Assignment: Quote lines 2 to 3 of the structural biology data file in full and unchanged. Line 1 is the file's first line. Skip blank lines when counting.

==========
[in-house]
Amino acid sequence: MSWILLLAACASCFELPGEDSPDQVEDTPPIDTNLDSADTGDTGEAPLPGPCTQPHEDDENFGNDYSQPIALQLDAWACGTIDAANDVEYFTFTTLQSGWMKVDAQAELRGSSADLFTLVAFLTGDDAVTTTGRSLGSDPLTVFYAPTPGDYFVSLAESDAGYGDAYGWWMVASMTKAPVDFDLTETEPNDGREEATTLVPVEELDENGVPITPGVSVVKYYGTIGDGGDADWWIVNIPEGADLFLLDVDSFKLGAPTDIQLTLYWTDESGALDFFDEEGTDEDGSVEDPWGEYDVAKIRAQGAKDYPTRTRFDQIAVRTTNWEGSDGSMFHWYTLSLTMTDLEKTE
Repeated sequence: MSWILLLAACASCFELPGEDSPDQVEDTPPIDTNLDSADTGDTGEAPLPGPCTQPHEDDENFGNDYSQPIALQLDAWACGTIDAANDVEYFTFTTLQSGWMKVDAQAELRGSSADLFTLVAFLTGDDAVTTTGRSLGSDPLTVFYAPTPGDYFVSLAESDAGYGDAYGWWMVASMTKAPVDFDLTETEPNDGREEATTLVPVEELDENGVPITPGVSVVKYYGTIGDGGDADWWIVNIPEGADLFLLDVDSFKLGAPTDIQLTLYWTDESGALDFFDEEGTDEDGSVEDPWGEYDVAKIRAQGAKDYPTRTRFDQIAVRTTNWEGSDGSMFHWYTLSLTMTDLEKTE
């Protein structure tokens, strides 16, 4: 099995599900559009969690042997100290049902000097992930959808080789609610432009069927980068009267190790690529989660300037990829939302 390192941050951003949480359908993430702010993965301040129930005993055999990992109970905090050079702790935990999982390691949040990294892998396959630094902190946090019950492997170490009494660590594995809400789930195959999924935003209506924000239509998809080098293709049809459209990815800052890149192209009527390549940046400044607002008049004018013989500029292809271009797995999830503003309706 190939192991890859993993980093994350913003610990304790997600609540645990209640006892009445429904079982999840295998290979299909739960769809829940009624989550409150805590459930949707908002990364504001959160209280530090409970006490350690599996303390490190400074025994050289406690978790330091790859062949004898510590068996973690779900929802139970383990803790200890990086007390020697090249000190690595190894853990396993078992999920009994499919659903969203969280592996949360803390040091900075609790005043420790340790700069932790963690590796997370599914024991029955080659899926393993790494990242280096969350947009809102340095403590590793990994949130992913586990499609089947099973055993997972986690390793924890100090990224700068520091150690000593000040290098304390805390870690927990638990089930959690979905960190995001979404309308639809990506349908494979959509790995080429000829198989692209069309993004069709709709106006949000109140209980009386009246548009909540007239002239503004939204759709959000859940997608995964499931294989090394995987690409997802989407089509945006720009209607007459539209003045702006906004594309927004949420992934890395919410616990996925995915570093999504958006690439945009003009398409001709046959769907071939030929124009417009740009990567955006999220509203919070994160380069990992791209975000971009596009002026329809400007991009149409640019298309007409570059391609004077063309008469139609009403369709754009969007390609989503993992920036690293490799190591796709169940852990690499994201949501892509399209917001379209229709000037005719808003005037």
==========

Amino acid sequence: MSWILLLAACASCFELPGEDSPDQVEDTPPIDTNLDSADTGDTGEAPLPGPCTQPHEDDENFGNDYSQPIALQLDAWACGTIDAANDVEYFTFTTLQSGWMKVDAQAELRGSSADLFTLVAFLTGDDAVTTTGRSLGSDPLTVFYAPTPGDYFVSLAESDAGYGDAYGWWMVASMTKAPVDFDLTETEPNDGREEATTLVPVEELDENGVPITPGVSVVKYYGTIGDGGDADWWIVNIPEGADLFLLDVDSFKLGAPTDIQLTLYWTDESGALDFFDEEGTDEDGSVEDPWGEYDVAKIRAQGAKDYPTRTRFDQIAVRTTNWEGSDGSMFHWYTLSLTMTDLEKTE
Repeated sequence: MSWILLLAACASCFELPGEDSPDQVEDTPPIDTNLDSADTGDTGEAPLPGPCTQPHEDDENFGNDYSQPIALQLDAWACGTIDAANDVEYFTFTTLQSGWMKVDAQAELRGSSADLFTLVAFLTGDDAVTTTGRSLGSDPLTVFYAPTPGDYFVSLAESDAGYGDAYGWWMVASMTKAPVDFDLTETEPNDGREEATTLVPVEELDENGVPITPGVSVVKYYGTIGDGGDADWWIVNIPEGADLFLLDVDSFKLGAPTDIQLTLYWTDESGALDFFDEEGTDEDGSVEDPWGEYDVAKIRAQGAKDYPTRTRFDQIAVRTTNWEGSDGSMFHWYTLSLTMTDLEKTE